Greater consideration is being urged by Australian scientists for the vibrantly colored parrot fishes that tend to renew the world’s imperiled coral reefs.
School of Parrotfish
'Parrot fishes are the constant gardeners of the reef. They play a crucial role in keeping it healthy, suppressing weed, removing sediment and helping the corals to regrow after a setback,' explains Professor David Bellwood of the ARC Centre of Excellence for Coral Reef Studies and James Cook University.
In a major new study published in the Proceedings of the Royal Society, Prof. Bellwood, Dr Andrew Hoey and Prof. Terry Hughes have investigated parrot fish populations on 18 coral island reefs extending from Mauritius in the west Indian Ocean to Tahiti in the central Pacific.
'Parrot fish fulfil a number of key roles on the reef. They remove sick and dead corals and clean areas for new corals to settle, they remove weedy growth, and they cart away literally tonnes of sand and sediment that would otherwise smother the corals,' Prof Bellwood explains.
'But there are two sorts of parrot fish - the large ones which perform the main garbage removal task for the reef, and the much smaller once which scrape away at the reef and keep it clean, healthy and free of weed. Both are being targeted by fishers, but the smaller parrotfish appear better able to withstand the pressure.'
Prof. Bellwood says the activity of these small parrotfishes (and other reef cleaners) are the possibly the main explanation why many coral reefs around the world subject to heavy human pressures have not yet collapsed.
'These smaller fish are incredibly tough and this is good news, because it means they are in a sense buying us time to get the management of coral reefs right, as the world sorts out how it is going to cut its carbon emissions and reduce other pressures on reefs.'
While the smaller parrotfish are indeed resilient, it is nevertheless vital not to overfish them because of the role they perform in helping reefs regenerate, he cautions. Larger parrotfish have already suffered extensively from heavy targetting by spear fishers.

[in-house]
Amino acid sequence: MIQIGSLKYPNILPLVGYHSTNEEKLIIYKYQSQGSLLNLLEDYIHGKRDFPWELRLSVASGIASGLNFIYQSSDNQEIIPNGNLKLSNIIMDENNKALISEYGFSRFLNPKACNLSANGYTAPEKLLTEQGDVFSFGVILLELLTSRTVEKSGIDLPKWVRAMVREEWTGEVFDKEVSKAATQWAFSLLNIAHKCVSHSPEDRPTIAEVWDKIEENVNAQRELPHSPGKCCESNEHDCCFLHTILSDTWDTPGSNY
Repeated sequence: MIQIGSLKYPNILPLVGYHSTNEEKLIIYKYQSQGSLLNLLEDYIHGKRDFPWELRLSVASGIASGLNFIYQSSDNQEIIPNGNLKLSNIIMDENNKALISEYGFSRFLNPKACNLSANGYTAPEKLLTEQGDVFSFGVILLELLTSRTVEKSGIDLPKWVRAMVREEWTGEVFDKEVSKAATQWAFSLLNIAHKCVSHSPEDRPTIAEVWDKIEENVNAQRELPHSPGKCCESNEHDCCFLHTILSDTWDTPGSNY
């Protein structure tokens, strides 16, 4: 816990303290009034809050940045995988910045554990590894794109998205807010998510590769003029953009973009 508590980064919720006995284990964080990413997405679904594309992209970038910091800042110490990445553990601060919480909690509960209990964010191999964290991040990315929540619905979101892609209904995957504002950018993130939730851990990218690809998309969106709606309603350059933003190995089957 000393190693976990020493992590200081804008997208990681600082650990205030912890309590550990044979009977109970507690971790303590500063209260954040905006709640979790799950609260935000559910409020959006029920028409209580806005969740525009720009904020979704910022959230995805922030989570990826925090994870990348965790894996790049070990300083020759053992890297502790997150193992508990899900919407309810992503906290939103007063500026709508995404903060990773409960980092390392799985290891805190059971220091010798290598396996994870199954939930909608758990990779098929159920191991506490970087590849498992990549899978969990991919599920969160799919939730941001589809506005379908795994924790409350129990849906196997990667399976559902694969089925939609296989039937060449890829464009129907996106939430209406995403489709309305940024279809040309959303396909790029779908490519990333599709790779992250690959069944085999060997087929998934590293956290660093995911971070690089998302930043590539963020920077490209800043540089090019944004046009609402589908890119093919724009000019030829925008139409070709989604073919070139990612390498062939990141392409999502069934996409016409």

Fishing activity such as spearing is highly selective, thereby affecting some ecosystem functions more than others.
'Our analyses found that the most heavily-fished reefs have lost virtually all of their large parrotfishes, with individuals larger than 25 cm accounting for just 3–6% of the remaining stocks on the five most heavily fished reefs,' the team say in their report.
In marked contrast reefs which were protected, as in Australia, had healthy population of large and small parrotfish, which in turn kept the corals in peak condition.
The team found a strong connection between human population densities, exposure to fishing and the depletion of parrotfishes. In many areas of the world important groups of fishes were effectively missing. It was particularly striking how few people it required to fundamentally change the ecology of a coral reef.
Their survey included Mauritius and Rodrigues in the western Indian Ocean, Cocos-Keeling and Rowley Shoals off Western Australia, the Togean Islands off Sulawesi, five reefs on Australia’s Great Barrier Reef (GBR), Binnegem and Kavieng in Papua New Guinea, Pohnpei and Kosrae in Micronesia, Apia and Nu’utele in Western Samoa, and Tahiti and Moorea in French Polynesia.
Interviews with old fishers dated the decline of parrotfish in many cases to the 1960s and 70s, as more desirable table fish became scarce and new technologies such as SCUBA and the speargun accelerated the trend.
While many parrotfishes are able to survive human fishing activities on coral reefs, the giant humphead parrotfish (Bolbometopon muricatum) is highly sensitive to fishing pressure. With the loss of this species ecosystem processes on coral reefs are fundamentally changed.
In many areas studied large parrot fish had been virtually eliminated, and with the loss of the fishes their ecological roles are no longer delivered, only the smaller species remained to keep the reef healthy. 'However on Hilder and Carter Reefs in the GBR - which are fully protected - parrot fish populations are completely intact and performing their essential roles in looking after the reef,' Prof. Bellwood says.
The team adds 'The most positive aspect of our findings is that even in the face of moderately high human population densities and intensive fishing, the Indo- Pacific reefs we examined still retain enough grazing activity to prevent the phase shifts to macroalgae (seaweed) that are occurring elsewhere, particularly in the Caribbean.'
The researchers say that parrot fish are just one group of fishes that perform services essential to keep coral reefs in good condition and help ensure their rapid recovery from storms, coral bleaching or more direct human impacts..
'The significance of this work lies in the greater understanding it gives us about how coral reefs work as a system,' says Prof. Bellwood. 'The tough little parrotfishes are keeping the system running – but we cannot be complacent. We have yet to see the consequences of killing their vulnerable larger relatives.'
Their paper ‘Human activity selectively impacts the ecosystem roles of parrotfishes on coral reefs’ by David R. Bellwood, Andrew S. Hoey and Terence P. Hughes, appears in the proceedings of the Royal Society (Biological Sciences) 10.1098/rspb.2011.1906.
Artisanal fishing of small parrotfishes may be sustainable in the short term but the reefs that support them are increasingly vulnerable to loss of ecosystem functions.
The bridled parrotfish (Scarus frenatus) is one of many small parrotfish species that graze the algal-covered reef surface. Unlike its larger relatives this species can withstand some human fishing pressure. Through its grazing activity it can buy time reefs while we confront the coral reef crisis.
ARC Centre of Excellence for Coral Reef Studies website